A safe drug treats opioid addiction. But most doctors can’t prescribe it. | Opinion
A new bill would allow medical providers to treat addiction like the medical condition it is, rather than some moral failure.
As an addiction counselor for the last 25 years, I’ve seen many patients struggle with opioid use disorder. Cumbersome, unnecessary red tape makes it even harder for them to get better.
Take one of my recent clients, David. To combat his cravings, he sought out a prescription for buprenorphine, which works by binding to the same receptors in the brain that opioids do. This is a lifesaving medication that cuts the risk of overdose death in half.
But David struggled to find a primary care doctor who was approved to prescribe buprenorphine. So to reduce his risk of relapse and overdose, he was forced to seek methadone, a treatment that has its own unnecessary red tape, and which required him to spend three hours a day commuting, every day, to a clinic.
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COVID-19 has led to two years of incalculable loss. But we cannot become desensitized to the other devastating sources of loss in our lives. Namely, the overdose epidemic that has tragically and silently taken so many: 100,000 lives lost in a single year. In Philadelphia alone, 1,214 died from a preventable drug overdose in 2020. Nationally, that translates to 273 deaths per day; 11 people, all loved, are taken every hour.
Every one of these overdose deaths, most of them involving synthetic opioids such as fentanyl, was preventable. Yet, today, less than 1 in 5 Americans with opioid use disorder have ever received buprenorphine or other similar drugs to curb cravings. Despite more than 100 years of scientific evidence that medications like buprenorphine effectively treat opioid use disorder, federal law prohibits most medical providers from prescribing these medications.
A new bill aims to change that by making it easier for providers to offer buprenorphine and other similar medications to patients with opioid use disorder. We urge Congress and President Biden to support the Mainstreaming Addiction Treatment Act (MAT Act) to help us begin to turn the tide on the overdose crisis.
Under the current system, medical providers can prescribe buprenorphine for pain, but to offer it to patients with opioid use disorder, they need additional federal approvals, which can take two to three months to obtain. Given this bureaucratic burden, less than 7% of medical providers have received permission to prescribe buprenorphine for opioid use disorder. And once they get permission, providers can only treat up to 30 patients without additional approval and training.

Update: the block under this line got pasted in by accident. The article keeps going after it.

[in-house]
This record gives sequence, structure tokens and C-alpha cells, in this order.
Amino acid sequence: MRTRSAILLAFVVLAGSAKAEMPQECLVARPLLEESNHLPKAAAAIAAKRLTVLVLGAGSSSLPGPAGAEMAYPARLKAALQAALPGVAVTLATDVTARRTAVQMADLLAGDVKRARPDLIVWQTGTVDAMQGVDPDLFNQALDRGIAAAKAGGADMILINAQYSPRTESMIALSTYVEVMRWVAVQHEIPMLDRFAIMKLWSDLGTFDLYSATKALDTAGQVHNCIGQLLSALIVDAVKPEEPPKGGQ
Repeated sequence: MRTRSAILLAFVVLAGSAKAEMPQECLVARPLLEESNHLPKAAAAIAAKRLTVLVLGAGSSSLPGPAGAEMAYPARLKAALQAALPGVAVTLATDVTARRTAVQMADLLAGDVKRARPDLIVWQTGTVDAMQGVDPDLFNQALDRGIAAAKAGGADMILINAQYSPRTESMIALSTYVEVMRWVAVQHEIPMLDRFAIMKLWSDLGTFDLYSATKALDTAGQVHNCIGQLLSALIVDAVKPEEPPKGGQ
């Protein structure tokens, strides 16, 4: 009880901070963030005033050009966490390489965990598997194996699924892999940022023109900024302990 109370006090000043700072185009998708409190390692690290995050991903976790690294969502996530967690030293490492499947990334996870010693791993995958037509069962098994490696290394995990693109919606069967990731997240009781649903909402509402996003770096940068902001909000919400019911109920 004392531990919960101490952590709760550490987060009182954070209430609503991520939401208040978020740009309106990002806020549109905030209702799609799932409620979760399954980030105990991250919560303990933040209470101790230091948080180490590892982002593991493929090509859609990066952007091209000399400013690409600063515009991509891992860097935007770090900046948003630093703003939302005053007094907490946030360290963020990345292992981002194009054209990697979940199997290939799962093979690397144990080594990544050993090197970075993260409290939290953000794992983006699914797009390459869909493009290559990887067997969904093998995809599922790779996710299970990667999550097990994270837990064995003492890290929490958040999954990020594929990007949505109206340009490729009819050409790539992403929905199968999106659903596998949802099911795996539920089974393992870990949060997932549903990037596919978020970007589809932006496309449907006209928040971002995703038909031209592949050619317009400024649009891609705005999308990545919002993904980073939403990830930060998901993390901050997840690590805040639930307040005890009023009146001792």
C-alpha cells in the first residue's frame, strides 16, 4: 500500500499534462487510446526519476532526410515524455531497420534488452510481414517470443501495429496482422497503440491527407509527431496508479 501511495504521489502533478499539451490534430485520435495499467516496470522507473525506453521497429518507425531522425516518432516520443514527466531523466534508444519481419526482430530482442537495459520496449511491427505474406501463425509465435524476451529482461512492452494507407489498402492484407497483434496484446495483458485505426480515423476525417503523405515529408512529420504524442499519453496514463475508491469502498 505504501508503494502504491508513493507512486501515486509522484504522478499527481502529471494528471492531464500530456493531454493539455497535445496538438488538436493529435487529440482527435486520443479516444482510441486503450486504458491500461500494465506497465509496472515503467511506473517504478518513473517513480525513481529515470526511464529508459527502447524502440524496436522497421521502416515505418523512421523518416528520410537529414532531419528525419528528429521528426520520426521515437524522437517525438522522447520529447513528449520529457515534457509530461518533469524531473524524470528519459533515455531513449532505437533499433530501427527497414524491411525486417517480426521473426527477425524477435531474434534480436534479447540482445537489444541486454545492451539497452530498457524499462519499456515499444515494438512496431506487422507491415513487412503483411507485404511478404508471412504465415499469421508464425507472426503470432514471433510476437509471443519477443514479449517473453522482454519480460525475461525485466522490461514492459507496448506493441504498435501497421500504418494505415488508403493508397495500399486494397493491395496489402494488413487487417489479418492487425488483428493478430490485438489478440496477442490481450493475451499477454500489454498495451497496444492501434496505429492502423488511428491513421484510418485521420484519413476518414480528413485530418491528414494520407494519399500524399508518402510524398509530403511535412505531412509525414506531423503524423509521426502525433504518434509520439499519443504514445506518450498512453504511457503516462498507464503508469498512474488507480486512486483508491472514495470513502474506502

These are too many barriers. Every day that a person addicted to opioids is left untreated puts them at risk of overdosing and losing their lives to this epidemic.
Under the MAT Act, any medical provider could prescribe buprenorphine and other medications to prevent painful withdrawal symptoms associated with opioid use disorder, without additional training or approvals. The medications would be treated like any other prescription for any other condition.
Opioid use disorder is the only medical condition subject to these strict barriers to treatment, which result from policies that criminalize substance use disorder, and are not supported by evidence.
To put it simply, opioid use disorder is a medical condition, not some sort of moral failure, and the time has come to treat it as such.
“Opioid use disorder is a medical condition, not some sort of moral failure, and the time has come to treat it as such.”
The most vulnerable Americans are bearing the brunt of this staggering epidemic. Rates of opioid overdose deaths are growing fastest among Black and Latino Americans, while Indigenous populations have suffered the highest rates in past years. Veterans are 1.5 times more likely to fatally overdose than the general population. It is also a leading cause of death among new mothers.
We must abandon the punitive drug-war mentality that has devastated our communities and unfairly targeted Black and brown individuals, and refocus instead on a comprehensive public health approach to create safer, healthier communities.
Too many people — sons, daughters, parents — are dying. Congress must pass the MAT Act, and President Biden must sign it swiftly into law to prevent tragic overdose deaths and save thousands of lives.
More than 400 organizations have endorsed the MAT Act, and I am proud to stand with them. The only path to recovery is to treat opioid use disorder as a medical condition and fully integrate its treatment into the health-care system, where it belongs.
Sandy Gibson, PhD, LCSW, LCADC, is a professor of counselor education at the College of New Jersey, where she teaches addiction counseling.